I'd love to hear what people think and get some discussion and ideas rolling, and figure out the best ways to approach these complex situations.

Thursday, April 22, 2010

Clearing up the Confusion about Cows and Climate

*Sigh*. Where to begin? I have already gone into about as much depth as a blog allows one to, detailing the effects of animal agriculture on the environment. But misinformation seems to have no end, and this Earth Day it is again time to refute some of the newest “findings”.

Telegraph, UK: Cows Absolved of Causing Global Warming

AFP (Wire): Eating Less Meat Won't Reduce Global Warming: Study

UK Times: Tofu Can Harm Environment More Than Meat, Finds WWF Study

Telegraph, UK: UN Admits Flaw in Report on Meat and Climate Change

These headlines would be great news for meat-eaters and the environment if, well, they were true. It’s a minor detail, I know. But reality must rear its ugly face and inform us that eating animal products is just as destructive as it was on Earth Day last year. I could easily write a separate post for every one of the above articles, but I’ll try to stick to a paragraph each.

Cows Absolved? If you live in China, and the only greenhouse gas you care about is nitrous oxide, then the headline is arguably technically true. They just bury some little details in the 9th and 10th paragraphs: But Dr. Butterbach-Bahl [the author of the study] pointed out that the study did not take into account the methane produced by the livestock or the carbon dioxide produced if soil erodes […] He said the study does not overturn the case for cutting down on red meat.” Oh sure, if you leave out the two most prevalent greenhouse gases, then cows don’t produce many greenhouse gases. Makes sense!

Pro-Meat Study? Dr. Frank Mitloehner, author of the report (it’s not a study) in question, is quoted touting animal agriculture industry talking points such as “Smarter animal farming, not less farming, will equal less heat”. But the article fails to actually cite a single fact from the report, nor do they provide a title of or link to the supposed study. Mitloehner is called a “leading air quality expert”, but his official biography shows that his credentials have nothing to do with global warming and that his main academic objective is to “help establish environmentally benign livestock systems”. Yet somehow he is qualified to undermine findings by the United Nations’ scientists without even citing a fact or source?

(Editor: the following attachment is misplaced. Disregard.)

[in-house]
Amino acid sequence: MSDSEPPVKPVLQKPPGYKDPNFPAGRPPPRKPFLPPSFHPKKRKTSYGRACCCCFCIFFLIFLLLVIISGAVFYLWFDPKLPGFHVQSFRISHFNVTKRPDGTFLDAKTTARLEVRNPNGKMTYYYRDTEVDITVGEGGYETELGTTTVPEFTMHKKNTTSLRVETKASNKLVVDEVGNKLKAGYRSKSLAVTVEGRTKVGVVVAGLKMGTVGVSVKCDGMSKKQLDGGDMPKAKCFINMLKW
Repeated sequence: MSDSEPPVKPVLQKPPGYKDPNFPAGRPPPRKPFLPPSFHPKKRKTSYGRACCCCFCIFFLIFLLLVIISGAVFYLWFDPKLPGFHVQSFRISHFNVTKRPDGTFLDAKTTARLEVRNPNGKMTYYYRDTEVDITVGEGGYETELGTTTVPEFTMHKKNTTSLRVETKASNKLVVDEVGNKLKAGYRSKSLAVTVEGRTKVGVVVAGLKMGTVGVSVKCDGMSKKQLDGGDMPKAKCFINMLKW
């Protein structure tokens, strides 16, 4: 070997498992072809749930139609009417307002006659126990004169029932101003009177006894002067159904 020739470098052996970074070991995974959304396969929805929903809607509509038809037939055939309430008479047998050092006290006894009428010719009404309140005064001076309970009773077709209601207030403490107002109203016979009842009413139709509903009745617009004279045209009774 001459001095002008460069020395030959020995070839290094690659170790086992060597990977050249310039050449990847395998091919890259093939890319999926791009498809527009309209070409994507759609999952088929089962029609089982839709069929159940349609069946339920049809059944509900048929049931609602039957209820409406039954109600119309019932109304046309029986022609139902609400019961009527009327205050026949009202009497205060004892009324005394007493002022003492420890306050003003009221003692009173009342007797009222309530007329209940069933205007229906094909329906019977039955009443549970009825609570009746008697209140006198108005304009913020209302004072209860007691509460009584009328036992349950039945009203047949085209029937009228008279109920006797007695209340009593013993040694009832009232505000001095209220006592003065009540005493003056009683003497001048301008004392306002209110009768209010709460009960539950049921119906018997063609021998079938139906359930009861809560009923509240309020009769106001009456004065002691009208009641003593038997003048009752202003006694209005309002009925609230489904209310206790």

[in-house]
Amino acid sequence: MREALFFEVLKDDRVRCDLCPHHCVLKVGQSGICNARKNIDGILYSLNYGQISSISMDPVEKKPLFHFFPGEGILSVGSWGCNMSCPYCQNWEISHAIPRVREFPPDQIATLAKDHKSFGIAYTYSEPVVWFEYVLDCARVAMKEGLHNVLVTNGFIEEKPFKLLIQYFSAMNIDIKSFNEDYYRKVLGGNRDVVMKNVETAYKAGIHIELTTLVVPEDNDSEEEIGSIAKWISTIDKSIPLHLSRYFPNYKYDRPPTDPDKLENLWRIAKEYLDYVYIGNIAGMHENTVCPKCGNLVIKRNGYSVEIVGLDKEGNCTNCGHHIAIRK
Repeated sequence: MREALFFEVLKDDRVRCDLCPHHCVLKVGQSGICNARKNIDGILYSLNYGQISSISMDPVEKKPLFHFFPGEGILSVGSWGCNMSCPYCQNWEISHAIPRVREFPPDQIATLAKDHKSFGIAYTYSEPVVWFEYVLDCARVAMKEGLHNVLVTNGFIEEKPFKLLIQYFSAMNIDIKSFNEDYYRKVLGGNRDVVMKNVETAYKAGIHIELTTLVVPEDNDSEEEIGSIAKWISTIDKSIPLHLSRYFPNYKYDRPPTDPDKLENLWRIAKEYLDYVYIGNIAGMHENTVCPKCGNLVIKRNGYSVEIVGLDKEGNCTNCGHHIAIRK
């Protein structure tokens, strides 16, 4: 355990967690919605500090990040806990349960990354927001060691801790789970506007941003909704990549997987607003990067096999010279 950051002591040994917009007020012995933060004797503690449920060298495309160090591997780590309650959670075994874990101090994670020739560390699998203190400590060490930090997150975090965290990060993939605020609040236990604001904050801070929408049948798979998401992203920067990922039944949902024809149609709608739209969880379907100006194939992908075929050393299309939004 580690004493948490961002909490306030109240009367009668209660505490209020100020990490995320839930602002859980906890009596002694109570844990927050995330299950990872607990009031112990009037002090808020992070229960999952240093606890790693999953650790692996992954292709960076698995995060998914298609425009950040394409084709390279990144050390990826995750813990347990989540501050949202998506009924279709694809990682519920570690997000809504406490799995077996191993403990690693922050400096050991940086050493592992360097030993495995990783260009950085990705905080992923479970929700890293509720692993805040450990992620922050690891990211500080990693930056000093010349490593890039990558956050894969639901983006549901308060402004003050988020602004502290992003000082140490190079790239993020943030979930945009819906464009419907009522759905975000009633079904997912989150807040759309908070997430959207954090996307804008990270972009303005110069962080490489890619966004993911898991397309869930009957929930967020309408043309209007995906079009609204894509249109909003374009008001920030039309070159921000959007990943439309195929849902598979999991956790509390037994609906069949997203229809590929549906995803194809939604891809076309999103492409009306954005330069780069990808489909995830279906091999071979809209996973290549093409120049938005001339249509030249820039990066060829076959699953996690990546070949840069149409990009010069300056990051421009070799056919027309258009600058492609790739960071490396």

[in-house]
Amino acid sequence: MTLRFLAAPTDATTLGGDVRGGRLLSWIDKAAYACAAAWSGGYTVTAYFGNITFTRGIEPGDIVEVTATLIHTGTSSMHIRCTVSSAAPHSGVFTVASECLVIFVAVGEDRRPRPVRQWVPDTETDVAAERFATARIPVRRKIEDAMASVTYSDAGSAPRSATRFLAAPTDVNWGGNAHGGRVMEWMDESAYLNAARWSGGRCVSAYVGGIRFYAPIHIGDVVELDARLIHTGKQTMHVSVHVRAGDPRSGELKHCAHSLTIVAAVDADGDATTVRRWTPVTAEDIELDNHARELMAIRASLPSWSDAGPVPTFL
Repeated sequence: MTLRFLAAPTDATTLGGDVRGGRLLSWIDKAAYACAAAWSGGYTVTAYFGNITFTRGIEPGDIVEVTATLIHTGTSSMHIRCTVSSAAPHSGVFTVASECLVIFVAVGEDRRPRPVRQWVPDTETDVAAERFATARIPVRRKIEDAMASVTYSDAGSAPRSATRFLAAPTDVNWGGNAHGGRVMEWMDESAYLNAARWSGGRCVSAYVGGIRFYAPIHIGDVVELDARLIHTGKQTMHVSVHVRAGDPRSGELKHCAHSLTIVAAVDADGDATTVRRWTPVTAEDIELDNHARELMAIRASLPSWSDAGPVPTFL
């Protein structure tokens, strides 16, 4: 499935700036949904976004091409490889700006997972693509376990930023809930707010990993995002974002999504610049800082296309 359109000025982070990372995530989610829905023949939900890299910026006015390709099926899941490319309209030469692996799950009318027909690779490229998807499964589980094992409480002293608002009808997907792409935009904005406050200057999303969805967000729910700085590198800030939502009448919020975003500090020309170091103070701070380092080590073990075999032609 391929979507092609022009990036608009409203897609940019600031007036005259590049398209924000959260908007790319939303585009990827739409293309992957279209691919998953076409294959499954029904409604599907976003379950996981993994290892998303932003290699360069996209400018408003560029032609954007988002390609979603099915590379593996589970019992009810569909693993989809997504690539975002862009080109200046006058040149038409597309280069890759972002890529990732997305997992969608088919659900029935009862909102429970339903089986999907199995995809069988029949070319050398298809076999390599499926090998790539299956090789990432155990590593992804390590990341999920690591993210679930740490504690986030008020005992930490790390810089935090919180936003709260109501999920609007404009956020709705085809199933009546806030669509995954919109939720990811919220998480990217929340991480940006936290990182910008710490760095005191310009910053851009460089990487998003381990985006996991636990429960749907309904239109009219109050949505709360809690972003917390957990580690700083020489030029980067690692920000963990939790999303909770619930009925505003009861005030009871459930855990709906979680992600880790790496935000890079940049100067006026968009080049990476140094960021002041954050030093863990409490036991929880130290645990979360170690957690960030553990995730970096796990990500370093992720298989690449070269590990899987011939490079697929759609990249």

Devastating Tofu? Another article fails to actually provide a title or link to the supposed study, and cites no numbers or methodologies. All I can gather from this widely re-posted article is that if you look at the entire carbon footprint of processed soy foods shipped halfway across the globe and compare it only to the land use of local, grass-fed cow (and again ignore the methane from that cow), then you may find the soy product to be worse for the environment. They’re really grasping at straws…

Flawed Reporting? Kind of. The thing is, the UN misreported the TRANSPORTATION sector, not the animal sector. So animal agribusiness is responsible for just as much devastation as was originally reported- and cars may be even worse than we thought. Is this even worth reporting on?

Meanwhile, back in reality, a new UN report shows that it’s not just meat that we need to be concerned with- dairy alone is responsible for 4% of all global warming emissions. This news wasn’t reported nearly as widely as the non-science above, but I can’t say that anyone I know is surprised.

We need to be on top of these facts at all times to counter the nonsense that is spouted by agribusiness. To learn more about animal agriculture's effects on the environment and/or to request a free vegan starter guide, check out

Saturday, April 10, 2010

Are Oysters Vegan?

Christopher Cox, a self-labeled vegan, just wrote a trenchant and provocative article at, in which he defends his decision to eat oysters. Predictably, the article is drawing a firestorm of criticism from many vegans, who are branding Cox a heretic.

I think the article is a must-read for veg activists. Cox digs into into tough but vital questions of labeling, purity, and absolutism. He writes:

"When I became a vegan, I didn't draw an X through everything marked "Animalia" on the tree of life. And when I pick out my dinner, I don't ask myself: What do I have to do to remain a vegan? I ask myself: What is the right choice in this situation? Eating ethically is not a purity pissing contest, and the more vegans or vegetarians pretend that it is, the more their diets start to resemble mere fashion—and thus risk being dismissed as such."

So, whaddya think?

P.S. If you find Cox's commentary interesting, check out Michael Greger's classic article on honey.

Wednesday, April 07, 2010

The Great Debate: To call yourself a vegetarian or vegan – PART II

As the co-moderator of this blog, nothing makes me happier than to see posts explode into lively, fiery debates. When I say fiery, however, I’m talking about igniting debate, not burning those who disagree with you. So I’m both thrilled to see that Kenny Torrella’s post yesterday set off a heated exchange and disappointed to see that some readers – on both sides of the issue – responded with bitter sarcasm.